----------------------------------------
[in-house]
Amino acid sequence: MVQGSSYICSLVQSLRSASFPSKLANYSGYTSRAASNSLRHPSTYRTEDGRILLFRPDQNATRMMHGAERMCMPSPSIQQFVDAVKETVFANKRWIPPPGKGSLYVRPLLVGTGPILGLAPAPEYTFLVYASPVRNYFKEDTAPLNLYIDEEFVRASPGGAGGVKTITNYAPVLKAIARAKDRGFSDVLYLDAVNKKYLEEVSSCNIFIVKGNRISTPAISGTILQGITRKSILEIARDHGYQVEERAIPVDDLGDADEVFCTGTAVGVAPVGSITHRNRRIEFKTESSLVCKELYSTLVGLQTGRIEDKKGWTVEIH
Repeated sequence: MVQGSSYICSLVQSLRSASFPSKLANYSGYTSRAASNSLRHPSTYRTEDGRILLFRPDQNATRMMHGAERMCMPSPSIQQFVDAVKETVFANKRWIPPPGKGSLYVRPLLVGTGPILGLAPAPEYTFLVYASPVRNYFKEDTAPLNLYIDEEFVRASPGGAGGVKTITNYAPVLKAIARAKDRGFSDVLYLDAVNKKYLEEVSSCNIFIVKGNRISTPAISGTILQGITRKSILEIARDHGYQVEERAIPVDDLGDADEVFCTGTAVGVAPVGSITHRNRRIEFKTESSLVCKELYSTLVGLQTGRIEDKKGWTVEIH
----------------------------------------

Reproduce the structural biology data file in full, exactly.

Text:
[in-house]
Amino acid sequence: MVQGSSYICSLVQSLRSASFPSKLANYSGYTSRAASNSLRHPSTYRTEDGRILLFRPDQNATRMMHGAERMCMPSPSIQQFVDAVKETVFANKRWIPPPGKGSLYVRPLLVGTGPILGLAPAPEYTFLVYASPVRNYFKEDTAPLNLYIDEEFVRASPGGAGGVKTITNYAPVLKAIARAKDRGFSDVLYLDAVNKKYLEEVSSCNIFIVKGNRISTPAISGTILQGITRKSILEIARDHGYQVEERAIPVDDLGDADEVFCTGTAVGVAPVGSITHRNRRIEFKTESSLVCKELYSTLVGLQTGRIEDKKGWTVEIH
Repeated sequence: MVQGSSYICSLVQSLRSASFPSKLANYSGYTSRAASNSLRHPSTYRTEDGRILLFRPDQNATRMMHGAERMCMPSPSIQQFVDAVKETVFANKRWIPPPGKGSLYVRPLLVGTGPILGLAPAPEYTFLVYASPVRNYFKEDTAPLNLYIDEEFVRASPGGAGGVKTITNYAPVLKAIARAKDRGFSDVLYLDAVNKKYLEEVSSCNIFIVKGNRISTPAISGTILQGITRKSILEIARDHGYQVEERAIPVDDLGDADEVFCTGTAVGVAPVGSITHRNRRIEFKTESSLVCKELYSTLVGLQTGRIEDKKGWTVEIH